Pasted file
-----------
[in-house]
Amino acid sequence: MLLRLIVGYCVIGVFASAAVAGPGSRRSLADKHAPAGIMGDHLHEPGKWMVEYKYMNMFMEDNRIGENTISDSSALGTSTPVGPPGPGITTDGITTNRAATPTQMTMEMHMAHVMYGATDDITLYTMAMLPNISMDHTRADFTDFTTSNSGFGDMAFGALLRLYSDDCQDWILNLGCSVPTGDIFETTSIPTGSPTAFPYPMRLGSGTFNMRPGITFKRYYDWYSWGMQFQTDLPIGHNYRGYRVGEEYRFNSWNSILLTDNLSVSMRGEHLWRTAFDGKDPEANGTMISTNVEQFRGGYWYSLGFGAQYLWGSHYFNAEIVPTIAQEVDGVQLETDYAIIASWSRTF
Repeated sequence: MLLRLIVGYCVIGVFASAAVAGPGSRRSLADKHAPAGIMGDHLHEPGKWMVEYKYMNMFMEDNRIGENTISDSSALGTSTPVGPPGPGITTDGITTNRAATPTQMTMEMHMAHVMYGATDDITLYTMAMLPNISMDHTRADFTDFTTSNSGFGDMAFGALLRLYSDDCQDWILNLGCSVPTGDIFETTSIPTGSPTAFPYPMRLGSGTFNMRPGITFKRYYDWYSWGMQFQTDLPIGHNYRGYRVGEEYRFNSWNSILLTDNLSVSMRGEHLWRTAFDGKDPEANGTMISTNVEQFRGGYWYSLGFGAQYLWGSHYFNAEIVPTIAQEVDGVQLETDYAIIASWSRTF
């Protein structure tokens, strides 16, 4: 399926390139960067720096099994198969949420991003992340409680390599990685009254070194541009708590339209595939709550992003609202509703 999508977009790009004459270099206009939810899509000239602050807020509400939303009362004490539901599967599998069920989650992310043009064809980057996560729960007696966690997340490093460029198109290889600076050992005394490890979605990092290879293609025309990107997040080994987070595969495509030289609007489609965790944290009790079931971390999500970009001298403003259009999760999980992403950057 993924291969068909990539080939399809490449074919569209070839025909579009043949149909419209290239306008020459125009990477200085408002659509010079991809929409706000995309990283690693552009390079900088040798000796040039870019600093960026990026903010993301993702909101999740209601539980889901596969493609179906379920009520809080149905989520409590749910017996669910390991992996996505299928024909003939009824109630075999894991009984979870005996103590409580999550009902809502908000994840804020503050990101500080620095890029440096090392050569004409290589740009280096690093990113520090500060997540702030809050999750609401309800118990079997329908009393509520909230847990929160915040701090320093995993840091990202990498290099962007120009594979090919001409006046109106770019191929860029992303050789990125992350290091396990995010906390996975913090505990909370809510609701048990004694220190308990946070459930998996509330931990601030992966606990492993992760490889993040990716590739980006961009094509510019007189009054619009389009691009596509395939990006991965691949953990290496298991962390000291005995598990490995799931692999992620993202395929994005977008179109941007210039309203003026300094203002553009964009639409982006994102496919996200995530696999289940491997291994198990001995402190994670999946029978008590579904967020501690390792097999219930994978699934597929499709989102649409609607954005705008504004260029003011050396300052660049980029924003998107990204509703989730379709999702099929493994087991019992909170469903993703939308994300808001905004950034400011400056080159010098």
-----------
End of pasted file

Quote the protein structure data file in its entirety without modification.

[in-house]
Amino acid sequence: MLLRLIVGYCVIGVFASAAVAGPGSRRSLADKHAPAGIMGDHLHEPGKWMVEYKYMNMFMEDNRIGENTISDSSALGTSTPVGPPGPGITTDGITTNRAATPTQMTMEMHMAHVMYGATDDITLYTMAMLPNISMDHTRADFTDFTTSNSGFGDMAFGALLRLYSDDCQDWILNLGCSVPTGDIFETTSIPTGSPTAFPYPMRLGSGTFNMRPGITFKRYYDWYSWGMQFQTDLPIGHNYRGYRVGEEYRFNSWNSILLTDNLSVSMRGEHLWRTAFDGKDPEANGTMISTNVEQFRGGYWYSLGFGAQYLWGSHYFNAEIVPTIAQEVDGVQLETDYAIIASWSRTF
Repeated sequence: MLLRLIVGYCVIGVFASAAVAGPGSRRSLADKHAPAGIMGDHLHEPGKWMVEYKYMNMFMEDNRIGENTISDSSALGTSTPVGPPGPGITTDGITTNRAATPTQMTMEMHMAHVMYGATDDITLYTMAMLPNISMDHTRADFTDFTTSNSGFGDMAFGALLRLYSDDCQDWILNLGCSVPTGDIFETTSIPTGSPTAFPYPMRLGSGTFNMRPGITFKRYYDWYSWGMQFQTDLPIGHNYRGYRVGEEYRFNSWNSILLTDNLSVSMRGEHLWRTAFDGKDPEANGTMISTNVEQFRGGYWYSLGFGAQYLWGSHYFNAEIVPTIAQEVDGVQLETDYAIIASWSRTF
């Protein structure tokens, strides 16, 4: 399926390139960067720096099994198969949420991003992340409680390599990685009254070194541009708590339209595939709550992003609202509703 999508977009790009004459270099206009939810899509000239602050807020509400939303009362004490539901599967599998069920989650992310043009064809980057996560729960007696966690997340490093460029198109290889600076050992005394490890979605990092290879293609025309990107997040080994987070595969495509030289609007489609965790944290009790079931971390999500970009001298403003259009999760999980992403950057 993924291969068909990539080939399809490449074919569209070839025909579009043949149909419209290239306008020459125009990477200085408002659509010079991809929409706000995309990283690693552009390079900088040798000796040039870019600093960026990026903010993301993702909101999740209601539980889901596969493609179906379920009520809080149905989520409590749910017996669910390991992996996505299928024909003939009824109630075999894991009984979870005996103590409580999550009902809502908000994840804020503050990101500080620095890029440096090392050569004409290589740009280096690093990113520090500060997540702030809050999750609401309800118990079997329908009393509520909230847990929160915040701090320093995993840091990202990498290099962007120009594979090919001409006046109106770019191929860029992303050789990125992350290091396990995010906390996975913090505990909370809510609701048990004694220190308990946070459930998996509330931990601030992966606990492993992760490889993040990716590739980006961009094509510019007189009054619009389009691009596509395939990006991965691949953990290496298991962390000291005995598990490995799931692999992620993202395929994005977008179109941007210039309203003026300094203002553009964009639409982006994102496919996200995530696999289940491997291994198990001995402190994670999946029978008590579904967020501690390792097999219930994978699934597929499709989102649409609607954005705008504004260029003011050396300052660049980029924003998107990204509703989730379709999702099929493994087991019992909170469903993703939308994300808001905004950034400011400056080159010098």